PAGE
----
Kate’s dissertation, tentatively titled “Reliable Witnesses, Crackpot Science: The UFO in Cold War America, 1947-1977,” explores thirty years of United States Air Force investigations into unidentified aerial phenomena, known colloquially as UFOs. Through this project, she examines contestations over authority, credibility, and legitimacy in science as they are articulated through the controversy surrounding UFO investigations and the UFO as scientific object. Though this project is primarily a historical one, it is interdisciplinary in nature, drawing from philosophy of science, sociology of science, and comparative literature and pop culture studies as well. This project is undergirded by a desire to understand how scientists establish, understand, and push the boundaries of what counts as science, while also taking into account how the larger American public participate in and challenge those processes. This project will also consider current issues in American anti-scientism as they present themselves today, including climate change denial and the anti-vaccination movement, while asking, “Is UFO belief and study truly anti-science?” (Currently, she would say no!)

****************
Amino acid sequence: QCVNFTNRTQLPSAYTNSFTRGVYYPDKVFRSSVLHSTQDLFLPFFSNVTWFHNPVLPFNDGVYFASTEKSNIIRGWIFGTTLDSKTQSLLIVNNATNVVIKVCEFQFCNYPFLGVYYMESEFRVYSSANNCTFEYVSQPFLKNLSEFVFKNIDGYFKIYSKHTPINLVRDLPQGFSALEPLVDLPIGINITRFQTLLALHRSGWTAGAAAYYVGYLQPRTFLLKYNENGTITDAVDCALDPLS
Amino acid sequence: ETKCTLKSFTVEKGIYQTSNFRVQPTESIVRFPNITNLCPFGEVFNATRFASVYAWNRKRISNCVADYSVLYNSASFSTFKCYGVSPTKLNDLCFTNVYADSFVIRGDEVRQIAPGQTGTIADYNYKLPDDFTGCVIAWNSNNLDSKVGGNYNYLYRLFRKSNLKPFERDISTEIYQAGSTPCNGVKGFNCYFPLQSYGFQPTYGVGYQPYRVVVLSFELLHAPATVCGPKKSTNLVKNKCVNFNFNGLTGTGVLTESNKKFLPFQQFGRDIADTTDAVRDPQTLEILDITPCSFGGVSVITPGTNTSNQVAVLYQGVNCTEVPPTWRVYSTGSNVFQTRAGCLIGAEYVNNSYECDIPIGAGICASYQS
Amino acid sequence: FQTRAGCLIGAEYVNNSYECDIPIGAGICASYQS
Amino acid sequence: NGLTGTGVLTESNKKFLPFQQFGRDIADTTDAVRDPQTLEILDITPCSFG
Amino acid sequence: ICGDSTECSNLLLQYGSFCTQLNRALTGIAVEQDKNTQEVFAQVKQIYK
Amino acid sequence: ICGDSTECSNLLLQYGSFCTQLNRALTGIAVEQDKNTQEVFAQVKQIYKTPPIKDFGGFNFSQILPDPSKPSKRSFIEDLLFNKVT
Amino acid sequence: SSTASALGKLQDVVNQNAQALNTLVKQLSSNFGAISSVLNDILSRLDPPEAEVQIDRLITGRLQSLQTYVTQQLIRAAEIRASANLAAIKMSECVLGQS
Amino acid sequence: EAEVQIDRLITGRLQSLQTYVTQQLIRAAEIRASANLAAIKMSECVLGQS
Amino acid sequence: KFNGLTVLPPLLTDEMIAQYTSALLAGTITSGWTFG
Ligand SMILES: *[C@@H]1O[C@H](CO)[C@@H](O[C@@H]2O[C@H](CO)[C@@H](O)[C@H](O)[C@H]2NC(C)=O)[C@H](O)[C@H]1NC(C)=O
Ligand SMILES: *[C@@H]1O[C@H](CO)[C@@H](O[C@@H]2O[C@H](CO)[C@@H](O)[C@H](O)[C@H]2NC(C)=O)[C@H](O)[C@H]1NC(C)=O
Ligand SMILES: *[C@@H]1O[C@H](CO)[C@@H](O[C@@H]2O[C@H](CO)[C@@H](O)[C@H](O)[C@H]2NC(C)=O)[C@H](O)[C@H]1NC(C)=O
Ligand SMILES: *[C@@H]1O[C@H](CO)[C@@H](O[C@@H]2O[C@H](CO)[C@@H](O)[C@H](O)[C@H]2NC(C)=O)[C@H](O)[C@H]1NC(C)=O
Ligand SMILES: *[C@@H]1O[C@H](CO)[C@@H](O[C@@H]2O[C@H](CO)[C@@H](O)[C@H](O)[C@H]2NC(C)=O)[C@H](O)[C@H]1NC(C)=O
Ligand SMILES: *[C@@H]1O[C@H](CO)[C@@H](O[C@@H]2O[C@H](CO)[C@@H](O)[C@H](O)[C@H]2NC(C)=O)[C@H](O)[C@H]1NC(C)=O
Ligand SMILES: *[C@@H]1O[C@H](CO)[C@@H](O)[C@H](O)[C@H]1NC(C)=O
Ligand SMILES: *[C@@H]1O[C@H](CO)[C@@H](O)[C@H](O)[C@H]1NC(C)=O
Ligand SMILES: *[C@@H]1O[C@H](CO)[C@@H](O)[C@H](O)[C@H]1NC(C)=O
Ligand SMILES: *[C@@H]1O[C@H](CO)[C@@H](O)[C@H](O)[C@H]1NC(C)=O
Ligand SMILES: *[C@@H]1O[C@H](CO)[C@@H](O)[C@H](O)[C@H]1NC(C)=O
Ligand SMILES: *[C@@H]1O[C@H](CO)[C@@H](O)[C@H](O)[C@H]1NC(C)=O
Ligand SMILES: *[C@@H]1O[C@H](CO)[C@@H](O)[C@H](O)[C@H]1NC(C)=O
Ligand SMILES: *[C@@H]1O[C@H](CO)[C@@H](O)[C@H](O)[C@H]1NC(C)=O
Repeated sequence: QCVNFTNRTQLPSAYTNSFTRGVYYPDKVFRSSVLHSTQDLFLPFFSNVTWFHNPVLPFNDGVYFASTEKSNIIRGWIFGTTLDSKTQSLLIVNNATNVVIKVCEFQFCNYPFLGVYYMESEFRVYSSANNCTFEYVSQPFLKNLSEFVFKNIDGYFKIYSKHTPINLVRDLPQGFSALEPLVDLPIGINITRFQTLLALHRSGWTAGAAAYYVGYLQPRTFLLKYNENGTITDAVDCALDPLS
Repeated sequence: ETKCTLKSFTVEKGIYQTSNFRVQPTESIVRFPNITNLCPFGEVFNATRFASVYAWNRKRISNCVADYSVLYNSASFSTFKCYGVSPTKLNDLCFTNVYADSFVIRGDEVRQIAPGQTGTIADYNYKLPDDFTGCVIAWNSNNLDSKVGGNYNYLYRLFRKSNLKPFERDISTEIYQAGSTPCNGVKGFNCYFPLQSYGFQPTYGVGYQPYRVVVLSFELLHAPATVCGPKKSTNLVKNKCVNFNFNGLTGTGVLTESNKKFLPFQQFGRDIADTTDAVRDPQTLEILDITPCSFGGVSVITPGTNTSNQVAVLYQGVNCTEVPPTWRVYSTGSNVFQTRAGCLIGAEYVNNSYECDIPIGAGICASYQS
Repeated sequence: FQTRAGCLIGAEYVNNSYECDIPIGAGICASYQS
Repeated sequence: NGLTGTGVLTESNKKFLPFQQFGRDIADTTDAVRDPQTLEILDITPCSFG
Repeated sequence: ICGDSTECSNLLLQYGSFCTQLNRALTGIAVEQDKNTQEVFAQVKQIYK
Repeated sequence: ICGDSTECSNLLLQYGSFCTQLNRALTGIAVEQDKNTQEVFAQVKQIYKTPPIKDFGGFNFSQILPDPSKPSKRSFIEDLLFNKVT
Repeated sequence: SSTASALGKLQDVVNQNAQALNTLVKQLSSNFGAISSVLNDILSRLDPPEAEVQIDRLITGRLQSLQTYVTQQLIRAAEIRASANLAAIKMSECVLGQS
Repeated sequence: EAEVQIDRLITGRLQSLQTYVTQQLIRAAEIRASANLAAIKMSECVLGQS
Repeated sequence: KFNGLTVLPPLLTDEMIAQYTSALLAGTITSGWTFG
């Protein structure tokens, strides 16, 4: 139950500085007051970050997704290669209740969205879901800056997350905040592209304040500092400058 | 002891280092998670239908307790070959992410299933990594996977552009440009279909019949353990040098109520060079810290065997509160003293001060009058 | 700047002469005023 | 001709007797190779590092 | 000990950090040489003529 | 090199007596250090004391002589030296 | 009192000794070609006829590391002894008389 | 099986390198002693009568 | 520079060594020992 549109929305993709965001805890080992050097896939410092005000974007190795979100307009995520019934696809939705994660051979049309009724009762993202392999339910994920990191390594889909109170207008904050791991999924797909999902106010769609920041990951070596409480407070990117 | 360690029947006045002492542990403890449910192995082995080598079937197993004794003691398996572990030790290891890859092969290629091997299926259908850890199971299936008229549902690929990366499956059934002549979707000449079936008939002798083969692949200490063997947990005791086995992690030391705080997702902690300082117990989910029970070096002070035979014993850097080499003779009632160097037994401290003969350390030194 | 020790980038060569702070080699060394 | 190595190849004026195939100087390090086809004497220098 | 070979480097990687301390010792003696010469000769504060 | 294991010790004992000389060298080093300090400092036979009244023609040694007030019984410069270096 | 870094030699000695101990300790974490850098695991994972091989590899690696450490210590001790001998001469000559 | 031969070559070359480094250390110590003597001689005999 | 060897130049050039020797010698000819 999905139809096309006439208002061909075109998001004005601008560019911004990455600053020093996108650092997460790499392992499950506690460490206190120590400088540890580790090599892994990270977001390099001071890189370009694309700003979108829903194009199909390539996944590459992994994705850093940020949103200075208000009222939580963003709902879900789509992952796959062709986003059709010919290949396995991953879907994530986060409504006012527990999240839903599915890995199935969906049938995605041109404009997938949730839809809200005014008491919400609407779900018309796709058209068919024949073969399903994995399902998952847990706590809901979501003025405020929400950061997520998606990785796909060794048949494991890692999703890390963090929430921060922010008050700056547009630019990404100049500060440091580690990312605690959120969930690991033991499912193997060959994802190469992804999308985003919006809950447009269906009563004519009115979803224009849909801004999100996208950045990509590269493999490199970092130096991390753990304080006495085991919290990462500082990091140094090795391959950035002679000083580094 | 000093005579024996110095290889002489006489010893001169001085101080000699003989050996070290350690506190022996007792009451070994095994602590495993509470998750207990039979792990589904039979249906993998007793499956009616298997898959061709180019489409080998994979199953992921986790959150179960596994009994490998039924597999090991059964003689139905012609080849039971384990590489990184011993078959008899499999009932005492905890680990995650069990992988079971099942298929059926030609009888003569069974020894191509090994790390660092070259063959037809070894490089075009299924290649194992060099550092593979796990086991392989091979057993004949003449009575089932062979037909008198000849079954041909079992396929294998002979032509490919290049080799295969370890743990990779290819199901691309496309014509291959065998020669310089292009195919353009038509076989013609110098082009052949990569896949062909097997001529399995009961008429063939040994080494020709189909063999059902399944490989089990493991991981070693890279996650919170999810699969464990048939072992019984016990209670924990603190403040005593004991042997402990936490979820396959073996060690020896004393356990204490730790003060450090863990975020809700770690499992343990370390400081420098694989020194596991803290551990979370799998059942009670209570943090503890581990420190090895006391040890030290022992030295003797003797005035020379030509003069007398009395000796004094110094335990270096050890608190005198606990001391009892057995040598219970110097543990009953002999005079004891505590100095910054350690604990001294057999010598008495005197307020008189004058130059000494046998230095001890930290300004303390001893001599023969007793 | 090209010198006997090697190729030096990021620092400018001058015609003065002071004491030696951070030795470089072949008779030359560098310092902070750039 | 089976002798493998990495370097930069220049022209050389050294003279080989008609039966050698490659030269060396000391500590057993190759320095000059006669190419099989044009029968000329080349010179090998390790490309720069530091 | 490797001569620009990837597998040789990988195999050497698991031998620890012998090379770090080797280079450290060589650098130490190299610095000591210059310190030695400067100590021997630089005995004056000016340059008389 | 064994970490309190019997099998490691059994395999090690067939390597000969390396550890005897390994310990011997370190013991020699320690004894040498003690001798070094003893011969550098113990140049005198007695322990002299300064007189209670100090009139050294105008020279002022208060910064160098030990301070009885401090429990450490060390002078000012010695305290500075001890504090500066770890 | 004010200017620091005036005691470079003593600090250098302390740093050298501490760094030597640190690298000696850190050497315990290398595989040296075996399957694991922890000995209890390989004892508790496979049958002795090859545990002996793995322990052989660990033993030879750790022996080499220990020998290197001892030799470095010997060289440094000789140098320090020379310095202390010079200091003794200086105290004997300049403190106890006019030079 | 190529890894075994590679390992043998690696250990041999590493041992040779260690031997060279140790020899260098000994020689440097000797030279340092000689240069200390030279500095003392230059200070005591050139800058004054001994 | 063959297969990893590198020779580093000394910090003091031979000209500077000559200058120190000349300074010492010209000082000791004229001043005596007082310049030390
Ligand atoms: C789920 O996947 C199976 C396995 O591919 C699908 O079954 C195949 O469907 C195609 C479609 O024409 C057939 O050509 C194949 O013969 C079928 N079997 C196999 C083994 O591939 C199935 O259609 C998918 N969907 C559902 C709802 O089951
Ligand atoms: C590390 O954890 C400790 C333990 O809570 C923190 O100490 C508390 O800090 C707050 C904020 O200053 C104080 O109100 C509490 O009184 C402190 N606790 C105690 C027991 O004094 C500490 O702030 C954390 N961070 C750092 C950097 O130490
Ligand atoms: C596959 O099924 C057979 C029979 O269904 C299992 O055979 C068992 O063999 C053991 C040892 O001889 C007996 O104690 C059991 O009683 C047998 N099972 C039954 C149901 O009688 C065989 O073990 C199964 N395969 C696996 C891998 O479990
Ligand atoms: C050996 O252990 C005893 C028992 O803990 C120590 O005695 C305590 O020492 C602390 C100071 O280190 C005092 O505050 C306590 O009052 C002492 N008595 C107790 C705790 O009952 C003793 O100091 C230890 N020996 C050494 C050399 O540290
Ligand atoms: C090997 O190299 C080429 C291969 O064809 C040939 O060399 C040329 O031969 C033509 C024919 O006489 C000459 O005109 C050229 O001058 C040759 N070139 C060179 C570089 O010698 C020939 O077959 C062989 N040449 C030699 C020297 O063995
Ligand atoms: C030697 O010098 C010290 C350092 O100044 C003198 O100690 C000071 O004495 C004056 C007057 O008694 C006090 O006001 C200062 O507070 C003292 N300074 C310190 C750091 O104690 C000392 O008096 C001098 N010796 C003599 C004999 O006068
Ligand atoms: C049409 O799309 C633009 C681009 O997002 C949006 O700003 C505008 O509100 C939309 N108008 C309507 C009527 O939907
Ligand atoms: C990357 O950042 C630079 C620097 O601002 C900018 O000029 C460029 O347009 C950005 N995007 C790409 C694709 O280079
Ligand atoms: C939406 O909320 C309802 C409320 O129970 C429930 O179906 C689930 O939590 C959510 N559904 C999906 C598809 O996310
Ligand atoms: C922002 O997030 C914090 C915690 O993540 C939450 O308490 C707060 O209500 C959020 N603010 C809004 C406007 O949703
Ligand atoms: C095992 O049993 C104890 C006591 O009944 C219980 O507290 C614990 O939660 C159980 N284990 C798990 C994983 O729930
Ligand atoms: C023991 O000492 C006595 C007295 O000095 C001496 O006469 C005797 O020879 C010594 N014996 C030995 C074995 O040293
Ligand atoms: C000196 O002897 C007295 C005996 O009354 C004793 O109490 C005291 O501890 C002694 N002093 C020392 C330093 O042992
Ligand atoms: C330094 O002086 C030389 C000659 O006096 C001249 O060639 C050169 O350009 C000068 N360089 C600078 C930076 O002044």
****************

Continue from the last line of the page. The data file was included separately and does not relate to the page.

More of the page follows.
When not studying decades of flying saucer reports, photos, films, and other miscellany, Kate can be found trying to teach her rescue Sheltie new tricks, devouring sci-fi in all mediums, and/or knitting.
History of science, history of technology, STS, history of astronomy, history of physics, aerospace history, philosophy of science, integrated history and philosophy of science, popular science, science and the public, science education, science literacy, science fiction/speculative fiction, scientific and technological users and consumers, pop culture, undergraduate education
History of science & technology, science fiction
STSC 001 - Emergence of Modern Science
STSC 110 - Science and Literature
STSC 160 - The Information Age (grader, Spring 2016)